EARLY DAYS OF FORD

From CNN Style

MODEL A

There was a time before Henry Ford became <em>Henry Ford</em>, an industrialist so well-known that his name was synonymous with consumerism and efficiency in Aldous Huxley's satirical novel "Brave New World." On July 23, 1903, his new Ford Motor Co. introduced the Model A, seen here. At the time, Ford was one of many trying to establish himself in the new automobile business -- though he had a vision of a car for everyone, not just rich people.

HENRY FORD

Ford was born on a farm in 1863, just north of Detroit in what is now Dearborn, Michigan. Always a tinkerer, by the time he was a teenager he'd moved to the bustling city and started work at a machine shop.

HIS FIRST WORKSHOP

In 1890, Ford constructed his first car in this workshop. He was still learning the nuts and bolts, so to speak, and he took a job in an electrical plant in 1891 to expand his knowledge of machinery and systems. Within five years, he was chief engineer of the local Edison Electric Illuminating Co.

THE QUADRACYCLE

When he wasn't at Edison, Ford was working on a new vehicle -- the Quadricycle. He finally completed a working version in 1896 and drove it through Detroit.

FIRST FACTORY IN DETROIT

Ford's first factory was at the corner of Mack Avenue and Bellevue Street in Detroit, just northeast of downtown. The city, an established logging port and manufacturing center, was a natural home for the auto industry. Within a year, Ford had moved to a larger plant on Detroit's Piquette Avenue. It is now on the National Register of Historic Places.

1903 MODEL A: PRICE $750

Ford's 1903 Model A, with a base price of $750, was enough of a success to allow the company to grow. Here, a family proudly sits in one while women look on from the side of the road.

INTRODUCES THE MODEL T IN 1908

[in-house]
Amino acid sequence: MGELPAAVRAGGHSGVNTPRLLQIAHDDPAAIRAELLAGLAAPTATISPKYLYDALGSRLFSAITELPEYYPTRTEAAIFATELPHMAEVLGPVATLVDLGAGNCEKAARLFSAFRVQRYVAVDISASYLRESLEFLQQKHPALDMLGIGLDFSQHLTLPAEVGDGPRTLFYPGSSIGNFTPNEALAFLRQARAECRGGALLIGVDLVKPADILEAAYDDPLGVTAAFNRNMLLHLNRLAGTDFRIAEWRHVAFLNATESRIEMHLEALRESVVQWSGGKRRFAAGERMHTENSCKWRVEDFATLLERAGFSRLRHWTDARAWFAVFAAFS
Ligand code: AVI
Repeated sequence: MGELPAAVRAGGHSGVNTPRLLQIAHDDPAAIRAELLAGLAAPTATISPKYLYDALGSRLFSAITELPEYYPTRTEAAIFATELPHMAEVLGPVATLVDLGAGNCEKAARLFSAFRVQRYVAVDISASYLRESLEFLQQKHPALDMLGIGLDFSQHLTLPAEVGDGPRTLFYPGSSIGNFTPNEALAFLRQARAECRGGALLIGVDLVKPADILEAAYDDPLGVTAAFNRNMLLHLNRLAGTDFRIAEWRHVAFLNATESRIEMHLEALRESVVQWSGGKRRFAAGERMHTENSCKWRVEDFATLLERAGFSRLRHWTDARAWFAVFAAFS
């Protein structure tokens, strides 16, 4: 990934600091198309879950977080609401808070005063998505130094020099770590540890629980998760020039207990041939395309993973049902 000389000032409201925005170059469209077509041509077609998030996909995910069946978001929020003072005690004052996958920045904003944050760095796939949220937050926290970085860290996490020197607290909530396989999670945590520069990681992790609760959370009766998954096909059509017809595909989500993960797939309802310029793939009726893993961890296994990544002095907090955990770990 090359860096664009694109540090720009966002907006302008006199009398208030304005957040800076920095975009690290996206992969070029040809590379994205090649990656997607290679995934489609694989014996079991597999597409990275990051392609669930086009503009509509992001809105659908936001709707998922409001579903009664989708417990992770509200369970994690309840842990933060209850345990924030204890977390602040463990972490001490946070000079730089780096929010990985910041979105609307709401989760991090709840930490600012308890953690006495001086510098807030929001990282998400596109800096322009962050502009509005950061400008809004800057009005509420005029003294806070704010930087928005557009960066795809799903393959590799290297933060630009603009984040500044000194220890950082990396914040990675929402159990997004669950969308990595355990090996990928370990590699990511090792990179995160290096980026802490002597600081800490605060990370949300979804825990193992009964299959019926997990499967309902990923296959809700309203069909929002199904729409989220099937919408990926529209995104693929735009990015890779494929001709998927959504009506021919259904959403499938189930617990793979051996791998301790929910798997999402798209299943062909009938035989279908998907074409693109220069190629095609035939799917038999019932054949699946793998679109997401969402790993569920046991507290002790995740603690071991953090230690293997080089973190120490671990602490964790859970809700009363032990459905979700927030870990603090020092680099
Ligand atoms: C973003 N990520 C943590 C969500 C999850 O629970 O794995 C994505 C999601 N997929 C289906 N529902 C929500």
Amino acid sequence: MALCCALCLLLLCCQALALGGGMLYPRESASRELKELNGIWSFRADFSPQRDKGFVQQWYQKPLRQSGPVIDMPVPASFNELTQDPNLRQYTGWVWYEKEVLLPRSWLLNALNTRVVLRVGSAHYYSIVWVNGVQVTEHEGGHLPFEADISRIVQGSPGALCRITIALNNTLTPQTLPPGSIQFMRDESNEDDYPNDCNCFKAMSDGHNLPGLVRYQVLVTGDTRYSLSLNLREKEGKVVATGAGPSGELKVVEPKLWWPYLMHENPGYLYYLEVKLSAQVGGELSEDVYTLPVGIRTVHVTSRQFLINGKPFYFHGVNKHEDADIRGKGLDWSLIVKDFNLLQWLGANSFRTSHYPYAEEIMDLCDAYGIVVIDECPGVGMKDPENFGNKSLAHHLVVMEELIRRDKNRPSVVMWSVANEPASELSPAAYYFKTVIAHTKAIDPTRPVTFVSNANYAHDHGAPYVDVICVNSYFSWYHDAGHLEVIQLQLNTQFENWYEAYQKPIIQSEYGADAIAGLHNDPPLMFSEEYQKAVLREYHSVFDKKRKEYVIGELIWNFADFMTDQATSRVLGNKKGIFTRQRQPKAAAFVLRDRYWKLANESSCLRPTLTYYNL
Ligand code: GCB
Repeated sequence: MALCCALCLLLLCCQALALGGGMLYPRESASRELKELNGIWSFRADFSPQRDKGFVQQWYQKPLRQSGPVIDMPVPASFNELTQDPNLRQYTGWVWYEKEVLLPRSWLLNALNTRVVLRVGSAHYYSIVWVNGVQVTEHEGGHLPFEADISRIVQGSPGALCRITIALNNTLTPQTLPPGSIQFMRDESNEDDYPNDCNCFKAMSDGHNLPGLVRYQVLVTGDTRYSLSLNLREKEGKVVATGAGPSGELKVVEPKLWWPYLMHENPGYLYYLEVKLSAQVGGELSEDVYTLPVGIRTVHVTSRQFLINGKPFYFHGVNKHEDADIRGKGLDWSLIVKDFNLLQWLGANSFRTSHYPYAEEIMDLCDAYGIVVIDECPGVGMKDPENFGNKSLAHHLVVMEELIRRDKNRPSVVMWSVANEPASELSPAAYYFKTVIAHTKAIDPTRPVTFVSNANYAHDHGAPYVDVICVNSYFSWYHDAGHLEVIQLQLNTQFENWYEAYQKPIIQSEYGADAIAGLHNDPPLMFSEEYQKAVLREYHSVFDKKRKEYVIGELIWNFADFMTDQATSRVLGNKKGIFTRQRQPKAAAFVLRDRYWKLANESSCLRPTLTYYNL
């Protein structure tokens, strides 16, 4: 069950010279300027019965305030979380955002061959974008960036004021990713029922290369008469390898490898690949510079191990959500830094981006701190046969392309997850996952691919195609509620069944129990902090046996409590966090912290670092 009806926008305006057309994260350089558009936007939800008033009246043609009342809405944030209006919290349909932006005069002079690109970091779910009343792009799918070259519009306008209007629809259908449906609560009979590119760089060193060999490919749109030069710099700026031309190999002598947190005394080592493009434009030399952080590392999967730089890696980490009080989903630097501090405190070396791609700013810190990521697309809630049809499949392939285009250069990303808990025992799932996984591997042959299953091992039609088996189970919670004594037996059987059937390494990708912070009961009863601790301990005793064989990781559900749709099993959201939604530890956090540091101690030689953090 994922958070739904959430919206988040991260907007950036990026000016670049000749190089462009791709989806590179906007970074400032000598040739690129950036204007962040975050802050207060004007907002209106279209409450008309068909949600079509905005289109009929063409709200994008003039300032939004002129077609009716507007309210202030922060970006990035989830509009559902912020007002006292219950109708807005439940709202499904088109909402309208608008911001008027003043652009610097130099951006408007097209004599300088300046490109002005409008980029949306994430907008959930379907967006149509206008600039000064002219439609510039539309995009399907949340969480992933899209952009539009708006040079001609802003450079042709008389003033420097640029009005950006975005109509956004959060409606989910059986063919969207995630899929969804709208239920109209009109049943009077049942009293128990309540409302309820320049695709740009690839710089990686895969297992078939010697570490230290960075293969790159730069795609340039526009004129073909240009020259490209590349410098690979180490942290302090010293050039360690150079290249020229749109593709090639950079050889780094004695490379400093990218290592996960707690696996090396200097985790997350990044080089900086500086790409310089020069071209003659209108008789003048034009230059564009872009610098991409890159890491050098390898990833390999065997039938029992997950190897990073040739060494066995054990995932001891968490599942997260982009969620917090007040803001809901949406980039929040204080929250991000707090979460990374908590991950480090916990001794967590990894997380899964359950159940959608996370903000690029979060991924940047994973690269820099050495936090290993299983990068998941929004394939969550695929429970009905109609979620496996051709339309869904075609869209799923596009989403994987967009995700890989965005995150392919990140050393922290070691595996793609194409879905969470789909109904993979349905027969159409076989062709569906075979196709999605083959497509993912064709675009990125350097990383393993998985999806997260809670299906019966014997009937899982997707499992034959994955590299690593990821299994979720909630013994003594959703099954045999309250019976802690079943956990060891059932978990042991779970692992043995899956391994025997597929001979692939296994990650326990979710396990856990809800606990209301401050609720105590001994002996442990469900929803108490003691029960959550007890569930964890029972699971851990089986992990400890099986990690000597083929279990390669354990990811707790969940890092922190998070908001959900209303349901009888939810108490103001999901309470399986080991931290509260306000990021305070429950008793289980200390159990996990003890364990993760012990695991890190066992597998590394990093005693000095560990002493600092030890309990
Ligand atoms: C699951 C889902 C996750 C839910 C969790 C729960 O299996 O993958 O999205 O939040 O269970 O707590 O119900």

Ford introduced the Model T, one of the most significant cars in history, in 1908. The affordable Model T made the automobile a product for "the great multitude," in Ford's words, and it also made him a very wealthy man. He built a new factory in Highland Park, Michigan, that employed thousands of people and produced hundreds of thousands of the cars.

1927 HE IS THE MOST FORMIDABLE INDUSTRIALIST; INTRODUCES $5 WAGE

By 1927, Ford was one of America's most formidable industrialists. He'd introduced a $5-a-day wage in 1914 -- "twice what could be earned at any other auto company," <a href="http://www.pbs.org/wgbh/americanexperience/features/timeline/henryford/" target="_blank">a PBS documentary observed</a> -- and helped build the modern middle class, though his own beliefs <a href="https://www.thehenryford.org/exhibits/hf/The_Innovator_and_Ford_Motor_Company.asp" target="_blank">could be hidebound</a> and <a href="http://history.hanover.edu/hhr/99/hhr99_2.html" target="_blank">prejudiced</a>.

WORLDS LARGEST PLANT, RIVER ROUGE FACILITY

Meanwhile, Ford had built the world's largest factory, the River Rouge plant. The complex allowed <a href="https://books.google.com/books?id=LIDyU91YMHAC&pg=PA283&lpg=PA283&dq=the+raw+materials+coming+in+on+one+end+of+the+Rouge+plant+and+the+finished+cars+going+out+the+other+end&source=bl&ots=PMwDi1viBH&sig=_B74SwBx3IQ8AEYsyee3TX2R_wg&hl=en&sa=X&ved=0CCYQ6AEwAWoVChMIpZGchMXixgIVSamACh3CCQkx#v=onepage&q=the%20raw%20materials%20coming%20in%20on%20one%20end%20of%20the%20Rouge%20plant%20and%20the%20finished%20cars%20going%20out%20the%20other%20end&f=false" target="_blank">Ford to realize his vision</a> of seeing "the raw materials coming in on one end of the Rouge plant and the finished cars going out the other end."

1927 MODEL A

Ford's updated Model A was introduced to the public in late 1927. The anticipation for the car, designed by a group led by Ford's son Edsel, might be compared to the frenzy surrounding a new Apple product: According to Ford News, <a href="http://blog.hemmings.com/index.php/2013/12/02/this-day-in-history-1927-ford-reveals-its-model-a-to-an-eager-public/" target="_blank">more than 10 million people came to look at the car</a> when it went on sale on December 2, 1927. It was still attracting attention in January 1930, when these men came to look one over in Chicago.

SOLD 5 MILLION VEHICLES IN 5 YEARS. TODAY PEOPLE ARE BUILDING HOT RODS FROM THESE CARS

The new Model A became almost as ubiquitous as the Model T, selling 5 million vehicles in less than five years. When its production run ended in 1932, the company's models became more diverse, but the Model A could still be seen for years. It was also <a href="http://www.hotrod.com/events/coverage/1309-history-of-hot-rodding-1940s-1950s/" target="_blank">one of the most notable hot rods</a>. Ford, of course, continues to make cars to this day.

 

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